A group of five state representatives are urging Minnesotans to support bills to address chronic wasting disease, and we applaud their effort.
They’re prompted by the discovery in January of CWD in a wild deer in Crow Wing County, just a couple thousand feet from the fence of a deer farm with known CWD cases. This was the first confirmed case in a wild deer outside of southeastern Minnesota; a deer farm in Aitkin County tested with CWD-positive deer.
“How long before wild deer are infected in Aitkin? Then Carlton? Then the rest of the northland?” the legislators ask in the letter.
“The time to act is now. Stand with us to work on long-term solutions to protect our deer populations, our hunting revenue streams, our traditions, our families, and our way of life. Call your legislators and tell them that you support our bills to address CWD, and they should too,” Reps. Rob Ecklund, Mike Sundin, John Persell, Julie Sandstede and Dave Lislegard said in a letter issued Monday.
We agree, and while we know deer hunting and management can get political, we urge action now, and that first step should be considering a ban on recreational deer feeding, in most instances.
Just this month, the International Falls City Council revisited deer hunting within the city to address what some residents feel is an abundance of deer in certain places. As Councilor Joe Krause pointed out, deer congregate where food is provided, especially in winters that bring deep snow. Those congregating deer can pose traffic concerns, although Police Chief Rich Mastin said he’s not seen an increase in deer-vehicle crashes as of late.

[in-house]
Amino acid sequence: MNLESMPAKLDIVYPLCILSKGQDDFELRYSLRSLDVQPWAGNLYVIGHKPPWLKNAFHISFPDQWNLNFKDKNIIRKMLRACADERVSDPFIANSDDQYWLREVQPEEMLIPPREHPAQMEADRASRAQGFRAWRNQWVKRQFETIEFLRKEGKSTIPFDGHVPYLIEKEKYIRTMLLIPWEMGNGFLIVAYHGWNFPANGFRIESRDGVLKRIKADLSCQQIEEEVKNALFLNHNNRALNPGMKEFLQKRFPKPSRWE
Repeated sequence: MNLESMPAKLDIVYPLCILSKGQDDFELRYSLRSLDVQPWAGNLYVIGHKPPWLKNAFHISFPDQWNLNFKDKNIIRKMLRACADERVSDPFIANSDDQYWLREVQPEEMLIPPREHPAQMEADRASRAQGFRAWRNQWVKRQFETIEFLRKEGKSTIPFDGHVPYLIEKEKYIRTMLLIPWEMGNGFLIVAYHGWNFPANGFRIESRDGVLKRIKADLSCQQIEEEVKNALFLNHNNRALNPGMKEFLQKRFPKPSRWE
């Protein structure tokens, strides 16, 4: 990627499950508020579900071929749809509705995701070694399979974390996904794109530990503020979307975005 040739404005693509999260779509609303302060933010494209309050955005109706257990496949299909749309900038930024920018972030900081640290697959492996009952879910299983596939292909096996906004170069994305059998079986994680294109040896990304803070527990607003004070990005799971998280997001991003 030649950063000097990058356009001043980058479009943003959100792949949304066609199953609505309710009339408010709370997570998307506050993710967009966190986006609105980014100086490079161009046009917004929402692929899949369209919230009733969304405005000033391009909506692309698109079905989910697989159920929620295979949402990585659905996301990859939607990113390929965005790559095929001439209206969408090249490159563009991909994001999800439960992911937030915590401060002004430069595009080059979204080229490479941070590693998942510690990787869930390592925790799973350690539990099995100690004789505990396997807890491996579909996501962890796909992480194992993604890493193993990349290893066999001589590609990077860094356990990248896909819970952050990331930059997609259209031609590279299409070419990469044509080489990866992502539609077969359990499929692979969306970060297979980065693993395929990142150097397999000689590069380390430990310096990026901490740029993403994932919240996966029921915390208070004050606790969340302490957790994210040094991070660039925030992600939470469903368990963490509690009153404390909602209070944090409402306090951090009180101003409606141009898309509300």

Ending feeding would eliminate groups of wild deer, that unnaturally come together to eat, creating mouth-to-mouth contact among wild deer.
Meanwhile, we urge these lawmakers to do what’s right for the health of deer and humans, and that means more research and providing the Department of Transportation with the tools staff need to solve the problem. After considering feeding bans, we agree that eliminating contact between captive and wild deer is crucial.
Lawmakers are right when they say CWD is a crisis, so action must be taken sooner than later.